• has assignments from high school that he still thinks about
  • Bromley’s best teacher: Prof Wright who threatened to fail him Senior year of college: 1st teacher who ever “kicked my ass”
  • Dr. Carlander at Salisbury: they’d get into for 3 hours .. he’d rip up his paper … they’d argue with each other.. inspiring!
    • always read the prof’s book!
    • knows his stuff: and “a real teacher”
    • Prof got JP to write a grant application: got it & went to a national conference >> all because of a real teacher
  • What make a good teacher:
    • learning is supposed to be rigorous
    • “no pressure no diamond”
    • teachers who earned respect, who mentor, who respect kids
    • unlike teachers who just put notes on the board
    • good teachers: challenge, drag, empower
    • learning is a fight! “I’m a 13 year old kid, what do I give a shit about Julius Caesar?”
    • You could see it in Brother Martin’s brow lines … but patient and caring … loved his students

Resources

Credits

Host: Michael L. Bromley
Original Music by Christopher Bromley (copyright 2011, 2013)
Background snoring: by Stella
Best Dogs Ever: by Puck & Stella

WP_20130914_018

Happy dogs with new beds!

 

 

 

 
Here for Puck & Stella slideshow

 

The A+ Club from School4Schools.com LLC, based in Arlington, VA, is dedicated to helping students across the U.S.A. meet their goals and find the academic success the want and deserve. Contact us here or call now  to (703) 271-5334 to see how we can help.

Finally, a buyers market for college

coins_MH900305770Oh, my, colleges are suffering from low enrollment. At $40K a year, ya think?

The Wall Street Journal ran this article today,

From 2010 through 2012, freshman enrollment at more than a quarter of U.S. private four-year schools declined 10% or more, according to federal data The Wall Street Journal analyzed. From 2006 through 2009, fewer than one in five experienced a similar decline.

The trajectory reflects demographic and technological changes, along with questions about a college degree’s value that are challenging centuries-old business models. The impact is uneven: Some wealthy, selective private colleges are flourishing, while many others suffer.

Schools on the losing end are responding with closures, layoffs, cutbacks, mergers and new recruitment strategies. Many see these as the first signs of a shakeout that will reorder the industry.

Please read this with glee.  I do, especially after paying $45,000 a year for my daughter’s school in Boston. My son started at the very expensive music school, Berkley College in Boston, and decided not to return, telling me “it’s a waste of money.”. You don’t hear that line from your kids very often, but according to him it was. My daughter’s school, Simmons College, also in Boston, she and I both agree is worth every cent. But that’s a lot of cents.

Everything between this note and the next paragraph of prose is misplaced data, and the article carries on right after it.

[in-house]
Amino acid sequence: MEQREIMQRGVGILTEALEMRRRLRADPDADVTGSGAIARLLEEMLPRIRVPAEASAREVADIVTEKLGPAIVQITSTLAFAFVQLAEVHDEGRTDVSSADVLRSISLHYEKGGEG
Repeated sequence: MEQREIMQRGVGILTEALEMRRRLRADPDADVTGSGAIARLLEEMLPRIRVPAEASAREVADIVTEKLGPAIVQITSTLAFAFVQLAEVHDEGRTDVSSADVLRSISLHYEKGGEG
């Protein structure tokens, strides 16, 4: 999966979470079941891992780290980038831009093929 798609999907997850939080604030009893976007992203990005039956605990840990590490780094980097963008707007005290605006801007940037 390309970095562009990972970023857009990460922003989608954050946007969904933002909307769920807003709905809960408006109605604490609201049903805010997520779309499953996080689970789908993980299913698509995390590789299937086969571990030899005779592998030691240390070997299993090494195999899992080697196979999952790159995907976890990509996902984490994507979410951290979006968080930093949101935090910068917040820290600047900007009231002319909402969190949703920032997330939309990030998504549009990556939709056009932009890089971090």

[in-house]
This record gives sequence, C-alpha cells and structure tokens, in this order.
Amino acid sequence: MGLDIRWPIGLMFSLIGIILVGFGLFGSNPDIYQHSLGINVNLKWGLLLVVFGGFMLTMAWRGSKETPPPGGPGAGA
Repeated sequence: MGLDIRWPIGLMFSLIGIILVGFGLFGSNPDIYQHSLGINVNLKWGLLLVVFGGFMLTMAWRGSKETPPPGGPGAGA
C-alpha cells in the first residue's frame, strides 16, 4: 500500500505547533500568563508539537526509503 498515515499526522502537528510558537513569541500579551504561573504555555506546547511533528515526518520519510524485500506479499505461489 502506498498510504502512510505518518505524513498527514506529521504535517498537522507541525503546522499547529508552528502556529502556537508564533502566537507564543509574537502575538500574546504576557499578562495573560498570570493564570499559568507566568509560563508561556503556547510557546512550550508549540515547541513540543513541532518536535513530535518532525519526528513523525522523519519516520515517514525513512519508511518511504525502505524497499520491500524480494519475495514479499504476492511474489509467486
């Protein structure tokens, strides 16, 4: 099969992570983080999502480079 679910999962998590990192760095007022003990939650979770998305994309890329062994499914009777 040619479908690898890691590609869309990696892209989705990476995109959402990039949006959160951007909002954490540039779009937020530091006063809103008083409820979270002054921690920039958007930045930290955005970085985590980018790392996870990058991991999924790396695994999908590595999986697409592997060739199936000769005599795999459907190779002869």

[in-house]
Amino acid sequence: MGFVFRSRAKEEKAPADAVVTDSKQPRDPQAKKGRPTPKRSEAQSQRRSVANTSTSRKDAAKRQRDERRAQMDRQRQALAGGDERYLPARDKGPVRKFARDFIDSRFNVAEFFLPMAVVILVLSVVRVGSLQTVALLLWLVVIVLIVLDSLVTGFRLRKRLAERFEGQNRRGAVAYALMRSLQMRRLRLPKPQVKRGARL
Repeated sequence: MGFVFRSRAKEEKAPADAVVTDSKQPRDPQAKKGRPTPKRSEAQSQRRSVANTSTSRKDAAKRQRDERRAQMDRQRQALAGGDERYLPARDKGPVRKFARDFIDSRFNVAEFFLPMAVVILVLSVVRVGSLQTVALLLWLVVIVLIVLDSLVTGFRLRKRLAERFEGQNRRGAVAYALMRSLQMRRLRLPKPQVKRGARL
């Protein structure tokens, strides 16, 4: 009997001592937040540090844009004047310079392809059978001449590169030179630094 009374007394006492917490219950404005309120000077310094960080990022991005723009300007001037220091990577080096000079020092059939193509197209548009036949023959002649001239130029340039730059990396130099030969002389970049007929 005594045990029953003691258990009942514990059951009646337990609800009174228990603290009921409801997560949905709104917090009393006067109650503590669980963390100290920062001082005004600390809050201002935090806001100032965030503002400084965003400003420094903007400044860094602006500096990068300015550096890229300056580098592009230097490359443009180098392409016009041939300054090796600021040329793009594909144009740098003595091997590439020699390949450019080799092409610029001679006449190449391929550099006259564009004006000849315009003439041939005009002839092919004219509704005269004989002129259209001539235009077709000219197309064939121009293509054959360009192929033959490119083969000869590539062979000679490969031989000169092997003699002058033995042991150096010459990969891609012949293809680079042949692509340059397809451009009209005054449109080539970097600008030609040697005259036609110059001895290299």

Here’s the ugly truth about college expenses

  1. College costs have risen significantly faster than other cost-of-living increases in the last twenty years.
    1. Why?
      1. administrative bloat
      2. Federal rules and regulations
      3. People have been willing to pay these ludicrous costs, myself included
  2. College costs are subsidized by the wealthy and high school under-achievers who don’t qualify for scholarships or need-based discounts
    1. My uneducated guess is that 20% of students pay full tuition, 40% pay mostly full tuition, and those 60% subsidize the other 40% who are on scholarships or are heavily subsidized.
  3. Undergraduate college degrees do not guarantee a good job
  4. College graduation does not guarantee learning
    1. Our society has yet to decide whether or not college is a “life experience” or an education.
    2. High school education has been so dumber-down that much college education is remedial
  5. Post-graduate success is predicted more accurately by college admission than by college graduation.

Sorry to be cynical here, but let’s speak the truth here. But let’s also be glad that what goes around comes around, and the “college bubble” has hit a top. Enjoy the crash, and make sure you’re taking advantage, finally, of the new buyers market in education.